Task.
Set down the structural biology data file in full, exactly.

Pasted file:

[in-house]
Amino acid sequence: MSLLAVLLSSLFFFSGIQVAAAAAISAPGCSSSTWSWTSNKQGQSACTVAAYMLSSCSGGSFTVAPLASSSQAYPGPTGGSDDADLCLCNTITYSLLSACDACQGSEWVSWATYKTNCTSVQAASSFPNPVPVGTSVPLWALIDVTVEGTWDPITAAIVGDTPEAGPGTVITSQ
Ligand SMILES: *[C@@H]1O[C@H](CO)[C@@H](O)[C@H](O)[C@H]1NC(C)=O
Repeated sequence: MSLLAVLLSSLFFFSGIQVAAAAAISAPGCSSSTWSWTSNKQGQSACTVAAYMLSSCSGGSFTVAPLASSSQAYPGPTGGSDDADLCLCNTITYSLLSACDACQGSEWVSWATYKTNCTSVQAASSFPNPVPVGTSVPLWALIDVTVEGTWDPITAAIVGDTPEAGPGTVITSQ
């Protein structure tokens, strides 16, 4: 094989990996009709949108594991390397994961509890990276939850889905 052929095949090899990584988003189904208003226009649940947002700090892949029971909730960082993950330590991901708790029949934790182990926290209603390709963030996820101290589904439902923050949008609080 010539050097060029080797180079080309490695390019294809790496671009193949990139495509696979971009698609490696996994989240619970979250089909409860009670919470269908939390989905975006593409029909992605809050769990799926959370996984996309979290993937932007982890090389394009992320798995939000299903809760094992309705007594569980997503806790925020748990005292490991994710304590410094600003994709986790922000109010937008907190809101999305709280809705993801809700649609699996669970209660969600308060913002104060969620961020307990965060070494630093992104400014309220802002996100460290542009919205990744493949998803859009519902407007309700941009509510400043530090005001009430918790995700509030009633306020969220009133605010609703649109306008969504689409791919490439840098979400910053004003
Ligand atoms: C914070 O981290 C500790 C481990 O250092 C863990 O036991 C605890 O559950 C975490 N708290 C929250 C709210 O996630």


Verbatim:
[in-house]
Amino acid sequence: MSLLAVLLSSLFFFSGIQVAAAAAISAPGCSSSTWSWTSNKQGQSACTVAAYMLSSCSGGSFTVAPLASSSQAYPGPTGGSDDADLCLCNTITYSLLSACDACQGSEWVSWATYKTNCTSVQAASSFPNPVPVGTSVPLWALIDVTVEGTWDPITAAIVGDTPEAGPGTVITSQ
Ligand SMILES: *[C@@H]1O[C@H](CO)[C@@H](O)[C@H](O)[C@H]1NC(C)=O
Repeated sequence: MSLLAVLLSSLFFFSGIQVAAAAAISAPGCSSSTWSWTSNKQGQSACTVAAYMLSSCSGGSFTVAPLASSSQAYPGPTGGSDDADLCLCNTITYSLLSACDACQGSEWVSWATYKTNCTSVQAASSFPNPVPVGTSVPLWALIDVTVEGTWDPITAAIVGDTPEAGPGTVITSQ
């Protein structure tokens, strides 16, 4: 094989990996009709949108594991390397994961509890990276939850889905 052929095949090899990584988003189904208003226009649940947002700090892949029971909730960082993950330590991901708790029949934790182990926290209603390709963030996820101290589904439902923050949008609080 010539050097060029080797180079080309490695390019294809790496671009193949990139495509696979971009698609490696996994989240619970979250089909409860009670919470269908939390989905975006593409029909992605809050769990799926959370996984996309979290993937932007982890090389394009992320798995939000299903809760094992309705007594569980997503806790925020748990005292490991994710304590410094600003994709986790922000109010937008907190809101999305709280809705993801809700649609699996669970209660969600308060913002104060969620961020307990965060070494630093992104400014309220802002996100460290542009919205990744493949998803859009519902407007309700941009509510400043530090005001009430918790995700509030009633306020969220009133605010609703649109306008969504689409791919490439840098979400910053004003
Ligand atoms: C914070 O981290 C500790 C481990 O250092 C863990 O036991 C605890 O559950 C975490 N708290 C929250 C709210 O996630």